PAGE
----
Mediation can help in these circumstances. It provides a neutral third party to help you and your partner make decisions, and is likely to be cheaper than a solicitor. However, it is usually a good idea to get some legal advice from a solicitor even if you decide to go for mediation.
Solicitors’ charges are based on how much time they spend on your case. Get an estimate before you start, but be aware that fees may go up as your case progresses. If you instigated the divorce, you may also be liable for court fees.
For some matters, you may be eligible for public funding (legal aid) to help with the costs – check the Civil Legal Advice website to see if you’re eligible.
Divorcing, dissolving your registered civil partnership or splitting up
If you are married or in a registered civil partnership, you might want to legally end your relationship if it has permanently broken down. Getting divorced or dissolving your registered civil partnership is not a short-term answer to housing problems, as it can take six to eight months from the time that you apply. However, at the same time you apply, you can also ask the court to make orders to do with money and the home.
The kind of orders the court can make include:
- regular maintenance payments
- lump sum payments
- property adjustment orders (if you and/or your partner are home owners)
- tenancy transfer (if you and/or your partner are tenants)
- pension adjustments.
These pages do not contain specific information about the divorce process or these orders, seek specialist advice.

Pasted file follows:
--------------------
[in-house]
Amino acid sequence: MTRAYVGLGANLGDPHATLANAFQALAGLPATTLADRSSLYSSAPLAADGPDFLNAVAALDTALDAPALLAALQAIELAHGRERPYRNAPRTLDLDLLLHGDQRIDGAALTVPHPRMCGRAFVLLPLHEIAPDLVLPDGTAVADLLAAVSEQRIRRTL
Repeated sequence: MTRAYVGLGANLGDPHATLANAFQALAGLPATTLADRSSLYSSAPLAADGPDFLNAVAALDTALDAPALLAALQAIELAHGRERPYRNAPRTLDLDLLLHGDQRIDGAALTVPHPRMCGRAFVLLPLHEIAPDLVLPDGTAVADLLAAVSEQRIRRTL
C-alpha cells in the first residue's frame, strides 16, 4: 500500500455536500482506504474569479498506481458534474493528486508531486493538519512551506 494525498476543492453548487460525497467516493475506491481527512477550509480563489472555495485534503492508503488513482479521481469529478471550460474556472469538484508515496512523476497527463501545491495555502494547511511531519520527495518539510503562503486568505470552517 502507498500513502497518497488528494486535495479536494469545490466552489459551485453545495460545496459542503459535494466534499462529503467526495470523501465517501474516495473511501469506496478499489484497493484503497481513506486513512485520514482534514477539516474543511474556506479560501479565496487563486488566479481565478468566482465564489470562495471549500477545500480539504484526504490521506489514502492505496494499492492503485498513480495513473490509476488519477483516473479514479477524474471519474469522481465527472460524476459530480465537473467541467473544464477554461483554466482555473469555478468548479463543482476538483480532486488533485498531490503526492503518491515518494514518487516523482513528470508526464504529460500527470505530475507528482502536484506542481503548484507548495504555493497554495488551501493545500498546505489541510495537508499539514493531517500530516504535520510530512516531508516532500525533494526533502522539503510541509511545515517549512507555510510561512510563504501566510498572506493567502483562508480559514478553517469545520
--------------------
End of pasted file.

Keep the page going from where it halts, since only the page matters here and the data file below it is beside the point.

If you choose not to legally end your relationship, living apart is enough to class you as separated for tax and benefit purposes. Even if you live together, you can be classed as separated. It is a good idea in these circumstances to get a ‘deed of separation’ to record any practical and financial agreements.
If you’re not married or in a registered civil partnership, the courts have fewer powers to make orders about what happens to the home. You will have to rely on what has been agreed in the past and contributions you have both made. There is more information about the rights of cohabiting partners throughout this section.
Finding a new place to live
If you decide to move out, you will need to find a new place to live. If possible, try to find somewhere before you move out. Finding a place to live can help you work out your housing options.
If you end up with nowhere to stay, you can make a homeless application to the council. Depending on your circumstances, the council will probably have to help you at an early stage so as to stop you becoming homeless.